We look forward to participating in these events with you and our students. Please email Tim Periard (email@example.com) with any questions.
The Physical Sciences Department would like to congratulate their winners for student of the year in physics, geology, and chemistry. From left to right: Sam Johnson for excellence in physics, Katie Schumann for excellence in geology, and Christopher Klap for excellence in chemistry. The student winners were presented their their awards at the GRCC Student Leadership Banquet on March 29, 2018.
GRAND RAPIDS, Mich. — A Chinese space station dropping closer to Earth could possibly land somewhere in West Michigan. The odds are incredibly small, but it has been enough to catch people’s attention.
… Dr. Lauren Woolsey, professor of astronomy and physics at Grand Rapids Community College, has been watching the path of the Tiangong-1. She says you’re 10 million times more likely to be struck by lightning than to see any sort of debris from the satellite.
March 12, 2018; Press of Atlantic City (Pleasantville, N.J.)
… Monica Brignola (Lacey) singled, scored three runs and drove in one in Ocean County Colleges 16-0 win over Grand Rapids Community College in the first of two games Friday. In the second game, an 18-9 loss to Henry Ford, she went 3 for 4 with two runs.
GRCC’s seismic station (GRMI) in Calkins picked up the magnitude 7.9 earthquake in Alaska on Tuesday morning. The earthquake was located at a depth of 25 km below the sea floor, southeast of Kodiak Island in the Gulf of Alaska. A tsunamic warning was initiated for much of the west coasts of the U. S. and Canada but was cancelled a few hours later. The fault that generated the earthquake was not of the type that usually triggers a damaging tsunami. More information about the earthquake can be found on the U. S. Geological Survey’s website. The figures below show the dramatic trace of the earthquake on the GRMI record. The second image is the pulled record of the earthquake and clearly exhibits the P wave (a seismic body wave that moves through the Earth) and the L wave (a high amplitude wave that travels on the surface of the Earth). The waves arrived at the GRCC station about 7 and 23 minutes, respectively, after the earthquake in Alaska, a testament to the speed of seismic waves!
Trace of M7.9 Alaska earthquake on GRMI
Pulled seismogram of M7.9 Alaska earthquake showing the relative arrival of the P and the L waves.
Unlike many public and for-profit companies, nonprofits sometimes need to pump the brakes in their quest for growth.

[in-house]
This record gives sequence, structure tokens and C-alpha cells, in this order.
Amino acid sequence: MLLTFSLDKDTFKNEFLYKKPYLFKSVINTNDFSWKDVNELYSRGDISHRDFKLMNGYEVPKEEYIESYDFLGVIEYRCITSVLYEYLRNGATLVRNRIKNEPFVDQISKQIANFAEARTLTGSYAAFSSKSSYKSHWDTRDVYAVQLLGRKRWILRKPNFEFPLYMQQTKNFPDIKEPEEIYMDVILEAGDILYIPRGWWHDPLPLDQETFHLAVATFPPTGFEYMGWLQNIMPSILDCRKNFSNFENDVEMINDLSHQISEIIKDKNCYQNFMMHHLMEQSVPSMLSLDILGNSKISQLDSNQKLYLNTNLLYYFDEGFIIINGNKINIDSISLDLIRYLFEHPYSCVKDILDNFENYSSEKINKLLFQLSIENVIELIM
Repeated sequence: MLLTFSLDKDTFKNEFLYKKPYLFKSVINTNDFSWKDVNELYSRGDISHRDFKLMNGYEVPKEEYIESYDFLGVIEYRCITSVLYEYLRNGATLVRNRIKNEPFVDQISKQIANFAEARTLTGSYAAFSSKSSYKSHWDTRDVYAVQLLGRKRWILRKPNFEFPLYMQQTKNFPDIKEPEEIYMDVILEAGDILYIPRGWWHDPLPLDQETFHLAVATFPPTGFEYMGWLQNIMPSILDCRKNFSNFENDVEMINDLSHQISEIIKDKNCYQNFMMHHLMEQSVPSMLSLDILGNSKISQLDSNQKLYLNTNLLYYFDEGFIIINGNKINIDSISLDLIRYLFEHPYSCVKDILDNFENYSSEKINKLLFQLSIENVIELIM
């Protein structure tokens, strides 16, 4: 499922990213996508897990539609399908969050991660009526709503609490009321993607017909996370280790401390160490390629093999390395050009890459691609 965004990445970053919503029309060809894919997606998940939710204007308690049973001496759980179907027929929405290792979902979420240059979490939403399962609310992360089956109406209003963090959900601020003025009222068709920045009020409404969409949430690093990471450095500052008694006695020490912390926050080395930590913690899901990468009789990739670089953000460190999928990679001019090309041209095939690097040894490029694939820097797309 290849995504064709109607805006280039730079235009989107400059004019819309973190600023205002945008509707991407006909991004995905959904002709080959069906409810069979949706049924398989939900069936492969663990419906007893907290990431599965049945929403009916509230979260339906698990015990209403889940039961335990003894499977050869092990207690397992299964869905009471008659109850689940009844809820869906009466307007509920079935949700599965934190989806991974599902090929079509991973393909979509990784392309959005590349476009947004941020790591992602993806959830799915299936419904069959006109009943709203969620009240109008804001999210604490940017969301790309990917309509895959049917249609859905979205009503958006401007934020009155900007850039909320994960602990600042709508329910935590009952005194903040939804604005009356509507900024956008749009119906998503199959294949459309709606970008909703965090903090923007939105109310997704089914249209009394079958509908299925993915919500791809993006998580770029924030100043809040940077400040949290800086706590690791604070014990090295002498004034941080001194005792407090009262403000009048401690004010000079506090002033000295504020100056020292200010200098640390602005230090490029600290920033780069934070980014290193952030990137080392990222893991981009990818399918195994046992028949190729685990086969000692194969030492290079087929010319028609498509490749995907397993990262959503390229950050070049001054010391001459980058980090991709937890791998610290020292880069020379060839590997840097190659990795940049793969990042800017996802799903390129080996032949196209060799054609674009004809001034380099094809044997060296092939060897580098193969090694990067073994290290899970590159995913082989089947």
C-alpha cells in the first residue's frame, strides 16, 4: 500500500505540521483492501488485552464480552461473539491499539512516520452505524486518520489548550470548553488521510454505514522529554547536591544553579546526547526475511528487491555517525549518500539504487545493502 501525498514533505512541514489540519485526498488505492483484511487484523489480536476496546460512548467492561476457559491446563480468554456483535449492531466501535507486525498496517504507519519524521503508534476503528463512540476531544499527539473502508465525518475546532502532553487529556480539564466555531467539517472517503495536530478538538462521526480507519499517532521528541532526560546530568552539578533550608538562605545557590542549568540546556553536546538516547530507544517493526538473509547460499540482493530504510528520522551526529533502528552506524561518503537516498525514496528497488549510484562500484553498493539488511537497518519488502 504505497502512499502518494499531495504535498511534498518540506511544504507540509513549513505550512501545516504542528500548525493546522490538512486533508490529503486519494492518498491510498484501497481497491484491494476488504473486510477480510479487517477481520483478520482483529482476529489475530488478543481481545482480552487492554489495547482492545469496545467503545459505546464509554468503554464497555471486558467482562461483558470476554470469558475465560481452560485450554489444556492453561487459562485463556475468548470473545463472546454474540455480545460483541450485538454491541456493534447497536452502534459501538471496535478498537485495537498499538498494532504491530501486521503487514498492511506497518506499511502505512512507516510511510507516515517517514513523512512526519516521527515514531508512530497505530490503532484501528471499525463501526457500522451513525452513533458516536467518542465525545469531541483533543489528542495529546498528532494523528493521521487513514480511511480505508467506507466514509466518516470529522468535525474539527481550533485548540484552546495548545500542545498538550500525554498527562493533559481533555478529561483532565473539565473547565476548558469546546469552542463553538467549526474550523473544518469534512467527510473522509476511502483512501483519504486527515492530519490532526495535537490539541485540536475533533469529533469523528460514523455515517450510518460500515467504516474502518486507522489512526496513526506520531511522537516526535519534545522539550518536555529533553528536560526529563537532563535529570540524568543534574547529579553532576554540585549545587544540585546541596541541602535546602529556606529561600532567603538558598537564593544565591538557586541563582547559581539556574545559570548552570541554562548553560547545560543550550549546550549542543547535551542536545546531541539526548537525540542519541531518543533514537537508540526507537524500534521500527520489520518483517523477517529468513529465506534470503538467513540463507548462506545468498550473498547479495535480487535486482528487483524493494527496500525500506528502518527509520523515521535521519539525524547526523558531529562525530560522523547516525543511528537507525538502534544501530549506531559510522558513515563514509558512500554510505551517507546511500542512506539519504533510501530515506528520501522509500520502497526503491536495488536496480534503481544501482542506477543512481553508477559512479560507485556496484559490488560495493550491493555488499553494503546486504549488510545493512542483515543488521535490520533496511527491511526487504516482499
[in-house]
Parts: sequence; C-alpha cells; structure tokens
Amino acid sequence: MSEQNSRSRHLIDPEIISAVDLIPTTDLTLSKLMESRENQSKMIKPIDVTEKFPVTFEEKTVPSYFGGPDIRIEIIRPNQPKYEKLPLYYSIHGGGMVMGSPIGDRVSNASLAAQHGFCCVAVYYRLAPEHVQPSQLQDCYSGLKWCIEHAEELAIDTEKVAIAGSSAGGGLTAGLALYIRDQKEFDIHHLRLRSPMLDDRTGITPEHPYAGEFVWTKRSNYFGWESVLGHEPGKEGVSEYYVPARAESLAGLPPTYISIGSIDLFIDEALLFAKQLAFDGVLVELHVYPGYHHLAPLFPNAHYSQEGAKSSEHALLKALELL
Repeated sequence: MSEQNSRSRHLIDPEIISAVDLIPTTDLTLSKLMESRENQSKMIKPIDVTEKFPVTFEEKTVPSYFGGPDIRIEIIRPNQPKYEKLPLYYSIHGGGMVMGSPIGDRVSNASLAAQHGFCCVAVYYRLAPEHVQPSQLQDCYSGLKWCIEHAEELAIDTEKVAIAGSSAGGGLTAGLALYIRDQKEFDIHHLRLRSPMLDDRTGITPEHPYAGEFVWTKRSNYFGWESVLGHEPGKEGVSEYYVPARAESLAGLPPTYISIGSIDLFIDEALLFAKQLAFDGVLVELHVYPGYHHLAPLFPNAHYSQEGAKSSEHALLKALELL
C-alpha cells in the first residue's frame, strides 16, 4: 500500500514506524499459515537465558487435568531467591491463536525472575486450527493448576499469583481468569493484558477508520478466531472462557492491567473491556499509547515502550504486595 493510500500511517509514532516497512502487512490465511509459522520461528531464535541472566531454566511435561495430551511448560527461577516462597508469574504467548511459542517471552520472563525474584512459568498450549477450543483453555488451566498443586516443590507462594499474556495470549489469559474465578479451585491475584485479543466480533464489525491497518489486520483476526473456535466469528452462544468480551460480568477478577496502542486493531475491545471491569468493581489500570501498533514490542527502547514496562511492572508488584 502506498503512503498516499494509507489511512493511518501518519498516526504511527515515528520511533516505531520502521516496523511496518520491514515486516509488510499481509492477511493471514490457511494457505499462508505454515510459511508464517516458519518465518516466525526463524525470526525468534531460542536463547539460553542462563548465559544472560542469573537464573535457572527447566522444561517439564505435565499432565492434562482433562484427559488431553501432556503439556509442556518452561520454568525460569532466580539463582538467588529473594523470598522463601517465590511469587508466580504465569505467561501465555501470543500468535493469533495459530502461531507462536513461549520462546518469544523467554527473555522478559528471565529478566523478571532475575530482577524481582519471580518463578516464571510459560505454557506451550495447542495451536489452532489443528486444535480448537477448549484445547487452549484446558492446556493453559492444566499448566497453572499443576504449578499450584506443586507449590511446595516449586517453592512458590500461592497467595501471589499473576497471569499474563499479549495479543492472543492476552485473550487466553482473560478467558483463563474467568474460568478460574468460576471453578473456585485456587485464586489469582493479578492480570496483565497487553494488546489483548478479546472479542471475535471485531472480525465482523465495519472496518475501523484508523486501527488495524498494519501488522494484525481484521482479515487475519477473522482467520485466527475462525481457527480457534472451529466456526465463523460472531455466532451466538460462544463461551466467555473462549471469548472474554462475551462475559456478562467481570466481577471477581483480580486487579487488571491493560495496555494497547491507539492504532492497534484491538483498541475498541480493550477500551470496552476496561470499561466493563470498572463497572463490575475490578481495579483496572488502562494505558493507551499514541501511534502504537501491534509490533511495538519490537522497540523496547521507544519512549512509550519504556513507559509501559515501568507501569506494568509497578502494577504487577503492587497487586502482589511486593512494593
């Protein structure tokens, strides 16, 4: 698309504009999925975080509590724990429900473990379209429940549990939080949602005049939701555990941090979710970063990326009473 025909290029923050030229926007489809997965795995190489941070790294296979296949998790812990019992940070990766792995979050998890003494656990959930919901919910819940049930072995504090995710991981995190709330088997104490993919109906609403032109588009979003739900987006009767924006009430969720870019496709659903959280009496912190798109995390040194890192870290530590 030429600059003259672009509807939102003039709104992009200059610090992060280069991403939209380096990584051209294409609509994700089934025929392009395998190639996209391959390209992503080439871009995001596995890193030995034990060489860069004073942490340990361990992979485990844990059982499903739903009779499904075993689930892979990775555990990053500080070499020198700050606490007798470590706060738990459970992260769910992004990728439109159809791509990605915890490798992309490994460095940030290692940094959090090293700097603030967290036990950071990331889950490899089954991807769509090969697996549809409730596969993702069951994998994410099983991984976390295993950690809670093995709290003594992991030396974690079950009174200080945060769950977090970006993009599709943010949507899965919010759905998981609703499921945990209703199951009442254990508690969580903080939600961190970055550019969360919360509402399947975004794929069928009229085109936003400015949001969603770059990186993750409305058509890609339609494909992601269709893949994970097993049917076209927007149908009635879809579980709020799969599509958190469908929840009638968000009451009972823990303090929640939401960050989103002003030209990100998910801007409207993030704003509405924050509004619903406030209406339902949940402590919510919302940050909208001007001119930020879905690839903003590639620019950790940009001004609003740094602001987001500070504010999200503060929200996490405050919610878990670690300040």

… Board of directors: Bill Dangl, Dangl Financial Services LLC; Bill Faber, Grand Rapids Community College; Ryan Podvin, Mary Free Bed Rehabilitation Hospital; Justin Remmelts, Remmelts Marketing; Mary Jane Dockeray, Blandford Nature Center; Sara Armbruster, Steelcase Inc.; Andy Beachnau, Grand Valley State University; Linda Brunzell, Wolverine World Wide Inc.; Shavon Doyle-Holton, Inclusive Performance Strategies; Laurie Gardner, community volunteer; Pat Gelderloos, 20th Circuit Court; Bryan Harrison, Amway Corp.; Randy Hansen, Grand Rapids Public Schools; Susan (Susie) Meyers, Warner Norcross & Judd LLP; John P. Schneider, Clark Hill; Zachary Verhulst, TowerPinkster
It’s been a busy week for seismometers. This morning, at 12:49 a.m. Michigan time, GRCC’s seismic station (GRMI) recorded a magnitude 8.1 earthquake (see red arrow in image below) off the Pacific Coast of Mexico. See the United States Geological Survey’s shake map below for location of the main shock and shaking intensity. This was the largest earthquake ever recorded on our station. Preliminary reports are that there are casualties and building collapses in communities closer to the earthquake. Mexico City appears to have sustained little damage or injuries thanks to strong building codes (since the devastating 1985 earthquake) and an early warning system that gave residents about 40 seconds to move to a place of safety. See the New York Times article for updates on the impact and the USGS website for additional information about the earthquake and aftershocks.
This past weekend, the GRCC seismic station in Calkins, GRMI, recorded a flurry of events. Most prominent was a magnitude 5.3 earthquake in Soda Springs, Idaho, just before midnight on September 2. Small aftershocks and more events in Soda Springs were recorded in the following 24 hours. Another notable event is marked by the red arrow on the image below, this coincides well with the timing of an explosion in North Korea, recorded by seismometers around the world. For more information about this event and others, go to the USGS’s website.
On July 6, 2017 GRMI, the seismometer in the geology lab of Calkins, recorded a magnitude 5.8 earthquake near Helena in western Montana. Buried in the seismic trace of the larger earthquake were two aftershocks, one measuring 4.9 and the other 4.5 in magnitude. In the seismogram, we can see many aftershocks associated with the magnitude 5.8 earthquake. This swarm of earthquakes occurred as the result of strike-slip (horizontal) faulting along the Lewis and Clark line, a broad zone of faulting about 400 km in length, and up to 80 km wide that extends from Helena, Montana southwest into eastern Idaho. Other notable events from the Lewis and Clark line include the August 1959, magnitude 7.2 Hebgen Lake earthquake, the largest historic earthquake in this region. The Hebgen Lake earthquake triggered a massive landslide that resulted in more than 28 fatalities, mostly in campgrounds around the lake. Fortunately, this most recent quake caused only minor damage and no reported injuries. For more information about the earthquake visit the U.S. Geological Survey’s website.